Thursday, 31 December 2015


This is extraordinarily well written novel about glass manufacture, religion, and Australia. Yet I fail to be able to drum up much enthusiasm for it. For a start, there are a lot of minor characters, who, while uniformly interesting, tend to slow down the narrative. And what narrative there is very much in a depressing direction: Oscar and Lucinda are both gambling addicts, and so from the beginning you struggle to see a happy ending. You feel sorry for them, but you also feel annoyed.

Also, they keep making terrible business decisions, such as investing huge sums in building a glass church for a tiny village in the Outback which is not served by any roads.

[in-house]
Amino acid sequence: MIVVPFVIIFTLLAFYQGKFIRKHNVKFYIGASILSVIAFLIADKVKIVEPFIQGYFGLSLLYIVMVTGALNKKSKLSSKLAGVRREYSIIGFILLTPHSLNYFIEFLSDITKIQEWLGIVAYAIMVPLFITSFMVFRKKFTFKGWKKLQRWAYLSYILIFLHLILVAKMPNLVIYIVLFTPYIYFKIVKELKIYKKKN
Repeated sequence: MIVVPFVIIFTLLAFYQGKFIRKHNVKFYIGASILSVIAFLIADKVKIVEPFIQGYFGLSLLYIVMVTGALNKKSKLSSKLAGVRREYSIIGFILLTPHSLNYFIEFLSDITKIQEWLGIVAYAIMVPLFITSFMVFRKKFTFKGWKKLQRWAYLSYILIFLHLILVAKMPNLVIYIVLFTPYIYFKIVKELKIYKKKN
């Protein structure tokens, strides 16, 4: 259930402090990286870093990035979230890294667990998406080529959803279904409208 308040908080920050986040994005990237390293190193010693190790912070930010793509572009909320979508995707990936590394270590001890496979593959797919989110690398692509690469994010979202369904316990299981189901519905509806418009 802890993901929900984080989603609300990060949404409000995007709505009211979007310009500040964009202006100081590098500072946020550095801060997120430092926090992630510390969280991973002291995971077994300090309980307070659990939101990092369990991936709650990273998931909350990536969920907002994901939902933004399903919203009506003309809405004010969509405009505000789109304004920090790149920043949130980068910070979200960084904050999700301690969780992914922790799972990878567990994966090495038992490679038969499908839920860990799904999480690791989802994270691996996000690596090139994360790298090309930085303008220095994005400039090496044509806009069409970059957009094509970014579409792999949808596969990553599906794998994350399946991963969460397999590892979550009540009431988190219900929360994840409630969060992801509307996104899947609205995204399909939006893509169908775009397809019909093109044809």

In summary, it’s a horrible, cruel book. The author spends 500 pages using all his great talent to get you to care about his large array of characters, and then has it all end badly for each of them, in an array of different ways. Rest assured, Oscar and Lucinda do not end up together. As an added bonus, Oscar even dies. I can only conclude that Carey was born in the First World. One shouldn’t stereotype, but you don’t lay out this kind of misery and despair in art unless your own reality is pretty freaking fantastic.

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